The Harlem Renaissance was a period of grave importance in the history of the African American. As the word renaissance connotes, the movement was born out of a hunger for cultural, socio-economic, and political right of self-determination. According to Rodgers (1998), the authors affiliated to the movement came from different backgrounds, but whose aspirations and hopes converged on the cry for freedom from racial discrimination and the search for cultural identity and integration. The central theme that rules the Harlem Renaissance Movement was the demand for equality and humane treatment.
The effect of double consciousness in both the discussed poems will be understood in the context of a struggle to either break away from or to retain the tradition and norms encapsulated in the spirit and letter of the struggle.
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The first author of the Harlem Renaissance to be appraised is Claude McKay with his poem “If We Must Die”. McKay comes out strongly against discrimination on the basis of color and puts a case for humane treatment for the blacks regardless of the consequences. He seems to think that whether the black man resigns to his fate or fight for his rights, there is no difference in the amount of suffering either way. McKay (1919) alludes to this in his last stanza last line “Pressed to the wall, dying, but fighting back!”.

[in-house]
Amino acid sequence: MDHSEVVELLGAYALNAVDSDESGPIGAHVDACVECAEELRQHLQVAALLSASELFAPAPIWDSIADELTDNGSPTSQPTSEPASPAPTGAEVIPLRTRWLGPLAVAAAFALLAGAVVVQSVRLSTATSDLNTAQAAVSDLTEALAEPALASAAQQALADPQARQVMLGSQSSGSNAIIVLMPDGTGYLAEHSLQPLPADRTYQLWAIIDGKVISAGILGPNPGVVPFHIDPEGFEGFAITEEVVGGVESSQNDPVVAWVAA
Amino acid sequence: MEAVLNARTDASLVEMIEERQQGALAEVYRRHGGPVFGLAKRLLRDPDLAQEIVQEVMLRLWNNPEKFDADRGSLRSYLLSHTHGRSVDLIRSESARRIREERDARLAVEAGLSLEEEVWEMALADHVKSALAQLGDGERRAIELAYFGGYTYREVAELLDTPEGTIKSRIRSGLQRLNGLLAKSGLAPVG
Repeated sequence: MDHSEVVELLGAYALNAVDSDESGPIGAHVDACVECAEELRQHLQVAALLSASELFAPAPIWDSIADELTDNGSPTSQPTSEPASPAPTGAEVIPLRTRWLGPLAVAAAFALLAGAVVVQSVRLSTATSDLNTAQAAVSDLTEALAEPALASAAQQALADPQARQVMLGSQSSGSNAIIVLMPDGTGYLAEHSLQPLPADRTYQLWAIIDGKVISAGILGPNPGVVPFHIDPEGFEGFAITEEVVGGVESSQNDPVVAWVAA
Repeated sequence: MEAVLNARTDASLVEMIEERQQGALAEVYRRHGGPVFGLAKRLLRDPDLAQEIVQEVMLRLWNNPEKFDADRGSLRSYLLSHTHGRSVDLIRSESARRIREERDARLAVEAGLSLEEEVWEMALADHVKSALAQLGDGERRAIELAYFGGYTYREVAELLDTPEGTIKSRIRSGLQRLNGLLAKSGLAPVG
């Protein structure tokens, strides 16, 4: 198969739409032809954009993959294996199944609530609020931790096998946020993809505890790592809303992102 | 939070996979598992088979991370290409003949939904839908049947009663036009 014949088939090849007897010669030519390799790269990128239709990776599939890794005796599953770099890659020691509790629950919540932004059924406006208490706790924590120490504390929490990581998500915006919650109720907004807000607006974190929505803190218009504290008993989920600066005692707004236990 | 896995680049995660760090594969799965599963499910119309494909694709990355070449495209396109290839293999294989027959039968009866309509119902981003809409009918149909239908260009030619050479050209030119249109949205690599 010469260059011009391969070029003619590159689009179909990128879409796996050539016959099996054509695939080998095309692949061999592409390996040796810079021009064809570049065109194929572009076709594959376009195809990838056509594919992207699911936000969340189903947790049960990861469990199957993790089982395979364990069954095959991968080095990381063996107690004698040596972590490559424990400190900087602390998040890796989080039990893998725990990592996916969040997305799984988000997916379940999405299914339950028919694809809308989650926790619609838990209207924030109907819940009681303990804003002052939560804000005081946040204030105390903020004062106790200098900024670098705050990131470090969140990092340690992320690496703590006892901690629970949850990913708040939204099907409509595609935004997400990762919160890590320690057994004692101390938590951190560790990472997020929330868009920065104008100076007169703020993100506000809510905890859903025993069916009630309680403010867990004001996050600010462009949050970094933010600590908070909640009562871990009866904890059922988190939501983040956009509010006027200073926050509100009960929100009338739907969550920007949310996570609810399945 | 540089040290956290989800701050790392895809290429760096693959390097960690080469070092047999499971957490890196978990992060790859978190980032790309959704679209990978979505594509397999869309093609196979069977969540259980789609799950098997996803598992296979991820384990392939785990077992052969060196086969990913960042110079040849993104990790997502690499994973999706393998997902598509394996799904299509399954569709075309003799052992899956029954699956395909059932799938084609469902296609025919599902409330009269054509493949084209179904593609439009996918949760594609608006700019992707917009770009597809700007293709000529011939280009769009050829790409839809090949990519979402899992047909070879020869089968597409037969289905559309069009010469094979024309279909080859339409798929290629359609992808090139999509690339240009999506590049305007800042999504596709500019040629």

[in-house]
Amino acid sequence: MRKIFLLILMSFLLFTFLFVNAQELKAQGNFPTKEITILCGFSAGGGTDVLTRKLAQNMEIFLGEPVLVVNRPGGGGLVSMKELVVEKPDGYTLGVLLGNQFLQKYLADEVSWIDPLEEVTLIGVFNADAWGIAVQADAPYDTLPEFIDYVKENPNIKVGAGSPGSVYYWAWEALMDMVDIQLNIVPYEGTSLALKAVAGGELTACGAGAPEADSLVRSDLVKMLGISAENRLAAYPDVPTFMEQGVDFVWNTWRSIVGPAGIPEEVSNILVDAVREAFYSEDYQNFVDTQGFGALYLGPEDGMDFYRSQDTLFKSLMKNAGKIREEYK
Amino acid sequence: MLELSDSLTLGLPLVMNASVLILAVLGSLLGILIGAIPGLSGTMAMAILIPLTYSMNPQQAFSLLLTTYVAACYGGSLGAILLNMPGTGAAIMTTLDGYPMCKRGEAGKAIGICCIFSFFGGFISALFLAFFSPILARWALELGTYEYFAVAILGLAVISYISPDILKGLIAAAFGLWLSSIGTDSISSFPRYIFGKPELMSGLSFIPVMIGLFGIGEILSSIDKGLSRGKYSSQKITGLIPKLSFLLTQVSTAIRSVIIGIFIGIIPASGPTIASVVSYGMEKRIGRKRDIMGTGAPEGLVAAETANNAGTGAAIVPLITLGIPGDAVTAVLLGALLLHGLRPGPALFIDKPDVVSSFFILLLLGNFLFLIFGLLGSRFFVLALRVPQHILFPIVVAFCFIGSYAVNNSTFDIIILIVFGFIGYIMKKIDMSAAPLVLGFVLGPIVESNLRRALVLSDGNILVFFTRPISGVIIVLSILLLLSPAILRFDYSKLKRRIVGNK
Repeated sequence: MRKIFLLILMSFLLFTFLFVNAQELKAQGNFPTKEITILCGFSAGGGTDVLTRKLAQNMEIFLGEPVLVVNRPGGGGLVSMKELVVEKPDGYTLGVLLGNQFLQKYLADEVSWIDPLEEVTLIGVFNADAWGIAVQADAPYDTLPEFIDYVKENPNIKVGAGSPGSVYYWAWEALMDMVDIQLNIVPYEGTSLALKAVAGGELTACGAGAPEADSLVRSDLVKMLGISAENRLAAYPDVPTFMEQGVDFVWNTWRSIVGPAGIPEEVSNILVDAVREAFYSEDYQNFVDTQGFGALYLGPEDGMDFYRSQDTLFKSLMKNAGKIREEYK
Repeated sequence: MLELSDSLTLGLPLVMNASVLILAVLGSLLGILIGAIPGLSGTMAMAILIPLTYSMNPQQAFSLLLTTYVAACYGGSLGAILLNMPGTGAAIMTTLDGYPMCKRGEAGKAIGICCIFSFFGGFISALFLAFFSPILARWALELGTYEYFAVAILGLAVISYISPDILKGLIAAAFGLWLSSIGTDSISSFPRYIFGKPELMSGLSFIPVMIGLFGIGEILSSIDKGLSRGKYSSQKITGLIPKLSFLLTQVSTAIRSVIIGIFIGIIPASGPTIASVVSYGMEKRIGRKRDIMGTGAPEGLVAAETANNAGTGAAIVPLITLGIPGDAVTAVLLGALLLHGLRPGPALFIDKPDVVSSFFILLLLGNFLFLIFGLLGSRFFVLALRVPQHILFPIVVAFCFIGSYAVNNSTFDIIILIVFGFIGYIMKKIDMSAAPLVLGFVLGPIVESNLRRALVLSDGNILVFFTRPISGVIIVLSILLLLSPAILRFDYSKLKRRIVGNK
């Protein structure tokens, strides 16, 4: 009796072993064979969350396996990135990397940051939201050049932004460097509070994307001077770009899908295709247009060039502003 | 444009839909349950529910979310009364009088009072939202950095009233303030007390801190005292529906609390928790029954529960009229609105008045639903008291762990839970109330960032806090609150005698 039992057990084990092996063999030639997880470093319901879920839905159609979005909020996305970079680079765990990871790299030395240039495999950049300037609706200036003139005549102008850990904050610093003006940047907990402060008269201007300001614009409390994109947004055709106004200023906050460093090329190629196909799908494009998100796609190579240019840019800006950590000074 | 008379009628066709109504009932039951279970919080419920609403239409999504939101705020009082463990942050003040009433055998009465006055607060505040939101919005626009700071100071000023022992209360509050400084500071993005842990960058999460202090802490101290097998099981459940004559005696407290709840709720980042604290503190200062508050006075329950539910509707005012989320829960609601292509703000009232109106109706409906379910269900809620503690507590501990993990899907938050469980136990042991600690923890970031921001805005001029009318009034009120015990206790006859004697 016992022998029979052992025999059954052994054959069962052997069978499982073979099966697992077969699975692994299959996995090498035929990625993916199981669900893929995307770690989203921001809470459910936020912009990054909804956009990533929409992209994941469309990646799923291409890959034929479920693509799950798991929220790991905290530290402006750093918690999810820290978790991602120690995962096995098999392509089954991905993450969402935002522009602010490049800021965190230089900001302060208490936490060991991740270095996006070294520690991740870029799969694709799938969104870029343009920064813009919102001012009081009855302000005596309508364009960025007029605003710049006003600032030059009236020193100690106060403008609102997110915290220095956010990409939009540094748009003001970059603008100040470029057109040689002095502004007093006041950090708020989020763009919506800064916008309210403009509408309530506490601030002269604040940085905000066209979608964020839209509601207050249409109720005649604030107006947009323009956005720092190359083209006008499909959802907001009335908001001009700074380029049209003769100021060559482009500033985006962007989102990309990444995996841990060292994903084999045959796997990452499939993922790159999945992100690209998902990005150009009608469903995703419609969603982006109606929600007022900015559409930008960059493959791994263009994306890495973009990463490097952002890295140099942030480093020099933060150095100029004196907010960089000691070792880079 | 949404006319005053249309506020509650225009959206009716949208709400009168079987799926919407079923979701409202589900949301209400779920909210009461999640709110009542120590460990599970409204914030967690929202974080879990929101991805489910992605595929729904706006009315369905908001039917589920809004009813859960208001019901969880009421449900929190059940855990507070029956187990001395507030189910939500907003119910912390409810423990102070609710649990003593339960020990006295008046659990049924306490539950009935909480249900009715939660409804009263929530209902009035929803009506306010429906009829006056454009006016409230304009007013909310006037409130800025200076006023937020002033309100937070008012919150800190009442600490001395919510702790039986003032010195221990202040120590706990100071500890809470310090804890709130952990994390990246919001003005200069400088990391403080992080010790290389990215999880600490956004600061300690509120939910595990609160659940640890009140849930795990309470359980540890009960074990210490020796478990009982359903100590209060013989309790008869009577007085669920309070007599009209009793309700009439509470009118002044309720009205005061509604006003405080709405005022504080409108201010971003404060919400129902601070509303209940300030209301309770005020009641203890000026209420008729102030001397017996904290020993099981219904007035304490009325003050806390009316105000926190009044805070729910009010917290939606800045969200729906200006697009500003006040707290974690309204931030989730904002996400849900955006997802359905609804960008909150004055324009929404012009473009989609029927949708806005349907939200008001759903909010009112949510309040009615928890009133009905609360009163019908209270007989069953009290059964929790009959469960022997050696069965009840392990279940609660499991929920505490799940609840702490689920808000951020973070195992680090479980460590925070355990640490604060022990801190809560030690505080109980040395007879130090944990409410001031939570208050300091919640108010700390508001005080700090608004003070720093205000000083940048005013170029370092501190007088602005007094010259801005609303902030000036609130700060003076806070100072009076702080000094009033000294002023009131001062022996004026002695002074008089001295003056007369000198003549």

Shaduri (2010) opines that McKay’s combatant approach to the indignity to which his poor black people are treated is a clear message that the freedom they crave will not be delivered on a silver platter, but one to fight for even to the death. To achieve the harmony and rhythm, he uses rhyming words in an alternating manner. Stanza one and two have words rhyming with the ones after the subsequent lines at the end of each line. For example, hogs with dogs, spot with lot, die with defy, and shed with dead. (McKay, 1919, Stanza one and Stanza two) The choice of the words in the rhymes creates an emphasis on the key message McKay is communicating all along. He is seen to juxtapose life and death, dignity and disgrace, as well as victory and the price to be paid in the process.Want an expert to write a paper for you Talk to an operator now
Even though there was a series of race riots, the war McKay speaks of was largely an ideological one. He metaphorically compares the racists to hungry dogs (Stanza one, line three). He hopes that his kindred would fight more honorably but not in the same vein as their assailants engaged them. He calls on fellow blacks to “nobly die” (McKay 1919, Stanza two, line one), and by so doing, creates the necessary departure from barbaric retaliatory attacks on the Whites and, therefore, effectively create a mass ideologically strategic battle front that would deal a decisive “death-blow” to discrimination. (McKay, 1919, Stanza three, line three)